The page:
Greg Kindle, president of the Wyandotte Economic Development Council, supported the rezoning, saying that the current site hasn’t been used in nearly 15 years and is in significant disrepair. The project could bring 1,000 employees to the community, he said.
Kindle said the project would generate more than $1.9 million in property taxes the first year of operation. That includes $880,000 to the UG, $650,000 to the Piper school district and $300,000 to Kansas City Kansas Community College, he said.
“We are fortunate to have developers who want to invest in our community and be good neighbors,” he said. Plus, the project provides valuable jobs to those who have been laid off during the pandemic, he added.
Commissioner Mike Kane represents the district that The Woodlands is in, and voted against the project. He said almost all the calls he received were against the project, and he was voting with the residents. He also said since the facility operates 24 hours a day, it’s an industrial park, not a business park.
The proposed warehouse tenant for the development’s first phase was not disclosed at the UG Commission meeting. Also not disclosed by anyone at the commission meeting was how much the new jobs would pay.
During the discussion, Hand said the residents’ petition was invalid. When residents asked why it was thrown out, Hand said a protest petition required 20 percent of the residents of the land area, not the number of parcels, to sign a petition, and only 2.8 percent signed.
The commission also approved a Master Plan amendment for the Woodlands project on a 7-1 vote, with Commissioner Kane voting no and Commissioner Burroughs voting “pass,” saying he had a conflict of interest. The Prairie-Piper Master Plan had identified the Woodlands area as “entertainment” and the amendment changed it to “business park.”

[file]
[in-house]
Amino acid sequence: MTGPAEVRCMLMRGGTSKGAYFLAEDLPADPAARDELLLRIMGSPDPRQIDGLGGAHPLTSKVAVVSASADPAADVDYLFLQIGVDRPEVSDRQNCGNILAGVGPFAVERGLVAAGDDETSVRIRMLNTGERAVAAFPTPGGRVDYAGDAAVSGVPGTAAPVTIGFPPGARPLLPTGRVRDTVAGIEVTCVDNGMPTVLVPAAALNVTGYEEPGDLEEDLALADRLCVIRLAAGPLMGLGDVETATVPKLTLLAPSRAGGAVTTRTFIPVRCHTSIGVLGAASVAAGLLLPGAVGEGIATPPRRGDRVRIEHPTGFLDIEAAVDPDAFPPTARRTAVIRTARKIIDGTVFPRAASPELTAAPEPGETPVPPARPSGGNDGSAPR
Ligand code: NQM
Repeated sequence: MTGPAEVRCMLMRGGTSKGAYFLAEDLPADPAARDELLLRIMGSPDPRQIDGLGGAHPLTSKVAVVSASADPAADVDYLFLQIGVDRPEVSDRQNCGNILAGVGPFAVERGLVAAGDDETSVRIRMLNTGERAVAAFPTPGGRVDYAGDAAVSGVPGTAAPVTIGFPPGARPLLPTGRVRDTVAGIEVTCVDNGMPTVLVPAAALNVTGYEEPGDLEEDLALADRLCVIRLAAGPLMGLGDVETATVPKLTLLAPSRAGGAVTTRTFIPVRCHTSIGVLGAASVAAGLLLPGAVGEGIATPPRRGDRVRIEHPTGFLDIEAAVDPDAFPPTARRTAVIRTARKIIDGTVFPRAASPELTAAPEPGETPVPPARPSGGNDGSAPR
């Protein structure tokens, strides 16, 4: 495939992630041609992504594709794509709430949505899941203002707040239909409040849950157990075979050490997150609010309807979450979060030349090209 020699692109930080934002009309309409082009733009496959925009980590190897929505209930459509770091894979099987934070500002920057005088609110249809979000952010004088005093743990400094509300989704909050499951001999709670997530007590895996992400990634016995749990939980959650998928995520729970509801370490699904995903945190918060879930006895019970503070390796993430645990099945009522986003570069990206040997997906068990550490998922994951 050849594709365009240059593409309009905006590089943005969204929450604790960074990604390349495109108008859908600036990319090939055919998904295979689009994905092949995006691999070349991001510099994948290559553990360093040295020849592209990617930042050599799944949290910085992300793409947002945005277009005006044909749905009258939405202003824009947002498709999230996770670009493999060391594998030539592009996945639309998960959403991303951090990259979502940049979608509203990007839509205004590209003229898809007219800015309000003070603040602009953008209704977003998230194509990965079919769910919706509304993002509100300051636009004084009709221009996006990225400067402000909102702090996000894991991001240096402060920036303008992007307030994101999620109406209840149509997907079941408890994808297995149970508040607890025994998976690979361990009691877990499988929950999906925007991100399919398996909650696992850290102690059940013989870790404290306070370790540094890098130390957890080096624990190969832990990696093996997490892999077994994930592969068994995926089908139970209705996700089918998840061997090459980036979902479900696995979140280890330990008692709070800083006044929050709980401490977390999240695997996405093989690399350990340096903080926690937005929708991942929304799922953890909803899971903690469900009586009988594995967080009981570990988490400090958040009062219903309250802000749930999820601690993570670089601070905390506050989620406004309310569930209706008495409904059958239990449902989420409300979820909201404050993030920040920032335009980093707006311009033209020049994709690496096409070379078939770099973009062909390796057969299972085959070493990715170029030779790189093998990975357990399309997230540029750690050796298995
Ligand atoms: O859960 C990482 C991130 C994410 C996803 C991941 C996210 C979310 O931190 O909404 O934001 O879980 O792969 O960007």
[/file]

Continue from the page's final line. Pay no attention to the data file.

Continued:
At a public meeting on June 29 at the Venue at Willow Creek at the entrance to Wyandotte County Lake, about 45 people showed up, with most of them voicing opposition to the development, Commissioner Kane said.
At a UG committee meeting, a purchase agreement for Scannell Properties to buy 34 acres of Unified Government-owned land next to The Woodlands for $2.031 million was discussed.
According to UG Administrator Doug Bach at the July 30 meeting, the property was acquired by the UG in the past in a tax sale when real estate taxes could not be paid.
During a July 6 UG Committee meeting, committee members discussed how important this project was to the UG’s budget this year, with its $2 million payment to the UG. The UG is facing a shortfall in revenues.
At the July 30 meeting, Mayor Alvey said the $2 million certainly will not fill the UG’s budget hole. The shortfall was much greater than that. They had to make severe cuts to the budget, and they did not count on getting the $2 million, according to the mayor.
The mayor, mentioning another business park, also said he didn’t think the homes around the development would lose their value. He said if there isn’t economic development, the community would only see decline.
“There is no way out of this but economic development,” Mayor Alvey said. The community must take opportunities, hold developers to high standards and allow the development to happen, he said.
Commissioner Melissa Bynum, who voted in favor of the development, said she had heard from three residents against the project and a few in favor of it.
She said the project redevelops a blighted and vacant property and the proposed developer has a track record of quality development. They worked to mitigate as many of the residents’ concerns as they could, she said.
The project brings local tax dollars to the UG, Piper school and local governments. That’s a change from the current situation with the parcel, which has a lower property tax, thanks to decisions by the state Board of Tax Appeals, she said.
She also mentioned improvements to sidewalks and trails, and jobs that are coming to the county.
“What has to happen in order to have any chance of reducing the tax burden on residents is to grow our tax base,” Commissioner Bynum said. “Here’s a project to do exactly that.”
The vote was 6-3 in favor of the change of zone, with Commissioners Kane, Harold Johnson and Tom Burroughs voting no. Commissioners Bynum, Gayle Townsend, Brian McKiernan, Christian Ramirez, Jim Walters and Jane Philbrook voted yes.
In April 2019, when The Woodlands wanted to store vehicles on its lot, neighbors also opposed the noise and the traffic. At that time, the neighbors won concessions that prevented the business from driving trucks there at night.
The sale price of The Woodlands was earlier reported to be near $20 million.
To see an earlier story, visit www.wyandottedaily.com/neighbors-protest-proposed-business-park-at-the-woodlands/
Another earlier story is at wyandottedaily.com/woodlands-permit-sent-back-to-planning-commission/
The meeting is online at YouTube at https://www.youtube.com/watch?v=RiFi_7TPsVk.